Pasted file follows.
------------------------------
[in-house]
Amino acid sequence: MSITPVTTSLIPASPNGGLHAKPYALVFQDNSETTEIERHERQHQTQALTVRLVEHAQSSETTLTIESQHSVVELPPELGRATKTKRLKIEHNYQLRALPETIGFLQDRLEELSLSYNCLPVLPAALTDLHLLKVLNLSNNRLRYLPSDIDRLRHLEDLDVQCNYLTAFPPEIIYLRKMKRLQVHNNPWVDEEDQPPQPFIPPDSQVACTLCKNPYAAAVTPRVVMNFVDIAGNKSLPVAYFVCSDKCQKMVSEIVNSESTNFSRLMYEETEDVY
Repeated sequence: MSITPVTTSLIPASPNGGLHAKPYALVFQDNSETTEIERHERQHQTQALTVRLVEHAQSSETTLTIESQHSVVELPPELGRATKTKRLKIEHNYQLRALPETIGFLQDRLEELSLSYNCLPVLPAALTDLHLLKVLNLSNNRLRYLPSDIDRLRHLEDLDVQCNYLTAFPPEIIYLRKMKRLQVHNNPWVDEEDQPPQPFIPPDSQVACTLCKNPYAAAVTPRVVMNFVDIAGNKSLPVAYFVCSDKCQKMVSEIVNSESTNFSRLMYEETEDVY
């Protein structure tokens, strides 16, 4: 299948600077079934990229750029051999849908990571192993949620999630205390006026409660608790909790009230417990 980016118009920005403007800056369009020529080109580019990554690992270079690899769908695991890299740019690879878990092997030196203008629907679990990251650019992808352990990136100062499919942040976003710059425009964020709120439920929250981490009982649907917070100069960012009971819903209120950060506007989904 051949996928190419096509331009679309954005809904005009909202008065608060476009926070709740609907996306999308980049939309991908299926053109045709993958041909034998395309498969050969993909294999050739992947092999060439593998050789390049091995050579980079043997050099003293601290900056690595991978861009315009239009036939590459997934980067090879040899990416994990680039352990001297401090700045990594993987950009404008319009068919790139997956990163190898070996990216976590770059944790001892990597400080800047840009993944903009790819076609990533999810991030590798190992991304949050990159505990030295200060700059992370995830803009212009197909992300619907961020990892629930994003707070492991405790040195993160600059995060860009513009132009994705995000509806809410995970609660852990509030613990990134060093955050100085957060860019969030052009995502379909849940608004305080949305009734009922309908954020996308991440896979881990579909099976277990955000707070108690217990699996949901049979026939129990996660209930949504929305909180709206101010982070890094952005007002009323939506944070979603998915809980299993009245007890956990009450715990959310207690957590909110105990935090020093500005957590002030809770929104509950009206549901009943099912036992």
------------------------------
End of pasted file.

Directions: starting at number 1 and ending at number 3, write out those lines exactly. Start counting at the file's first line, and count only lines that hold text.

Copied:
[in-house]
Amino acid sequence: MSITPVTTSLIPASPNGGLHAKPYALVFQDNSETTEIERHERQHQTQALTVRLVEHAQSSETTLTIESQHSVVELPPELGRATKTKRLKIEHNYQLRALPETIGFLQDRLEELSLSYNCLPVLPAALTDLHLLKVLNLSNNRLRYLPSDIDRLRHLEDLDVQCNYLTAFPPEIIYLRKMKRLQVHNNPWVDEEDQPPQPFIPPDSQVACTLCKNPYAAAVTPRVVMNFVDIAGNKSLPVAYFVCSDKCQKMVSEIVNSESTNFSRLMYEETEDVY
Repeated sequence: MSITPVTTSLIPASPNGGLHAKPYALVFQDNSETTEIERHERQHQTQALTVRLVEHAQSSETTLTIESQHSVVELPPELGRATKTKRLKIEHNYQLRALPETIGFLQDRLEELSLSYNCLPVLPAALTDLHLLKVLNLSNNRLRYLPSDIDRLRHLEDLDVQCNYLTAFPPEIIYLRKMKRLQVHNNPWVDEEDQPPQPFIPPDSQVACTLCKNPYAAAVTPRVVMNFVDIAGNKSLPVAYFVCSDKCQKMVSEIVNSESTNFSRLMYEETEDVY